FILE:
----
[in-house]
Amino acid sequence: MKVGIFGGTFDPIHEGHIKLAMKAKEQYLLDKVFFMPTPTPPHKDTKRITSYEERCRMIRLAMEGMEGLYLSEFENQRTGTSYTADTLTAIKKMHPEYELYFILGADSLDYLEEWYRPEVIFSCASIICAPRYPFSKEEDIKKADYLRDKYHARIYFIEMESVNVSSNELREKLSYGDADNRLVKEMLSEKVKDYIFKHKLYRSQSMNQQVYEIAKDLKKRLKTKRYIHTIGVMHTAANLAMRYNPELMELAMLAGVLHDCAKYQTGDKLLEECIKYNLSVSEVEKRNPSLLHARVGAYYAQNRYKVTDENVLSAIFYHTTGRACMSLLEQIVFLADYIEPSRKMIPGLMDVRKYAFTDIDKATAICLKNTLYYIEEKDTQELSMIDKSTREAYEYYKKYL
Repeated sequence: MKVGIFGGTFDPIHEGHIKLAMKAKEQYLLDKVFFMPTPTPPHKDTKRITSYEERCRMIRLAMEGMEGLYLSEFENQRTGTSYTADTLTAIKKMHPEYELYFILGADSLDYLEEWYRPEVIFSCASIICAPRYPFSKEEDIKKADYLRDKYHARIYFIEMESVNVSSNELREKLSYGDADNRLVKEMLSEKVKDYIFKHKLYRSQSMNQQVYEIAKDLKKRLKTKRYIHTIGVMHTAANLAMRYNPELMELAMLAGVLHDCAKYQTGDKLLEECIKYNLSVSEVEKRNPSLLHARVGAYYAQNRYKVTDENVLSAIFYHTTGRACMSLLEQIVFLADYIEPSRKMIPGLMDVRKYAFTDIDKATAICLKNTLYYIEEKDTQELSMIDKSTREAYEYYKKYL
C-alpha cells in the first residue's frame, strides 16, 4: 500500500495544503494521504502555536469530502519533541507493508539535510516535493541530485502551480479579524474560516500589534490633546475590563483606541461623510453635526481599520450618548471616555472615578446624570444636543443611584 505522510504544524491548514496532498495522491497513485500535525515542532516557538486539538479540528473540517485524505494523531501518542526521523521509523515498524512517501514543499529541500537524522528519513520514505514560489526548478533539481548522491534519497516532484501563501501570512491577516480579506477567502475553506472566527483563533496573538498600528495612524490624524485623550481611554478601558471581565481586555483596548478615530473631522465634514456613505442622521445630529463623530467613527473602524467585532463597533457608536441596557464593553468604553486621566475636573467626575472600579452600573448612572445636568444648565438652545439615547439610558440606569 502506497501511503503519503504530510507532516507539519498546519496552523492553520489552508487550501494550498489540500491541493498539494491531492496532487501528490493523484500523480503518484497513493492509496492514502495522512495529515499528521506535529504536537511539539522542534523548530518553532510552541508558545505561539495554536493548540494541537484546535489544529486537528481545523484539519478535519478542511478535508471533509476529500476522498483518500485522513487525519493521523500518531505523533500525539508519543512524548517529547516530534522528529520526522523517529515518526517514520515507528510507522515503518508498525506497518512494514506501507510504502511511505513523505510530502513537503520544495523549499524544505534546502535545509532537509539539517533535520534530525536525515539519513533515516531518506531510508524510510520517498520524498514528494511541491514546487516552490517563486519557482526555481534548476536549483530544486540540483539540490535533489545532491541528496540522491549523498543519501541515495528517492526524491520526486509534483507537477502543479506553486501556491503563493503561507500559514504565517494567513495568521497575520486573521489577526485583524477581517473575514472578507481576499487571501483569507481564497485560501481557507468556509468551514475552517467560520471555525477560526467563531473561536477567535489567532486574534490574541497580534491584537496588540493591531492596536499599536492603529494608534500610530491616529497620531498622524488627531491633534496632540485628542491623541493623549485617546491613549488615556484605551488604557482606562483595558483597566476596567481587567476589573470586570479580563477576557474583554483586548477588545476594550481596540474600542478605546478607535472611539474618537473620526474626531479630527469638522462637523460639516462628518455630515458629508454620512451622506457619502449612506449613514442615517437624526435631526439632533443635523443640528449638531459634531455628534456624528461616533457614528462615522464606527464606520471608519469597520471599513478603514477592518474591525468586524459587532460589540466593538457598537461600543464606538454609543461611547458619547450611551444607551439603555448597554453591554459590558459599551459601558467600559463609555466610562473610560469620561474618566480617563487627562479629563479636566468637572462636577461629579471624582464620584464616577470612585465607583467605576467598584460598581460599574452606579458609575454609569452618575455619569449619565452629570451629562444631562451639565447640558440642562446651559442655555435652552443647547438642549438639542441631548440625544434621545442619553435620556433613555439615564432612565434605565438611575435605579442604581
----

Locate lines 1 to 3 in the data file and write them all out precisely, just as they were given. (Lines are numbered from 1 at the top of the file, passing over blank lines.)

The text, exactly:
[in-house]
Amino acid sequence: MKVGIFGGTFDPIHEGHIKLAMKAKEQYLLDKVFFMPTPTPPHKDTKRITSYEERCRMIRLAMEGMEGLYLSEFENQRTGTSYTADTLTAIKKMHPEYELYFILGADSLDYLEEWYRPEVIFSCASIICAPRYPFSKEEDIKKADYLRDKYHARIYFIEMESVNVSSNELREKLSYGDADNRLVKEMLSEKVKDYIFKHKLYRSQSMNQQVYEIAKDLKKRLKTKRYIHTIGVMHTAANLAMRYNPELMELAMLAGVLHDCAKYQTGDKLLEECIKYNLSVSEVEKRNPSLLHARVGAYYAQNRYKVTDENVLSAIFYHTTGRACMSLLEQIVFLADYIEPSRKMIPGLMDVRKYAFTDIDKATAICLKNTLYYIEEKDTQELSMIDKSTREAYEYYKKYL
Repeated sequence: MKVGIFGGTFDPIHEGHIKLAMKAKEQYLLDKVFFMPTPTPPHKDTKRITSYEERCRMIRLAMEGMEGLYLSEFENQRTGTSYTADTLTAIKKMHPEYELYFILGADSLDYLEEWYRPEVIFSCASIICAPRYPFSKEEDIKKADYLRDKYHARIYFIEMESVNVSSNELREKLSYGDADNRLVKEMLSEKVKDYIFKHKLYRSQSMNQQVYEIAKDLKKRLKTKRYIHTIGVMHTAANLAMRYNPELMELAMLAGVLHDCAKYQTGDKLLEECIKYNLSVSEVEKRNPSLLHARVGAYYAQNRYKVTDENVLSAIFYHTTGRACMSLLEQIVFLADYIEPSRKMIPGLMDVRKYAFTDIDKATAICLKNTLYYIEEKDTQELSMIDKSTREAYEYYKKYL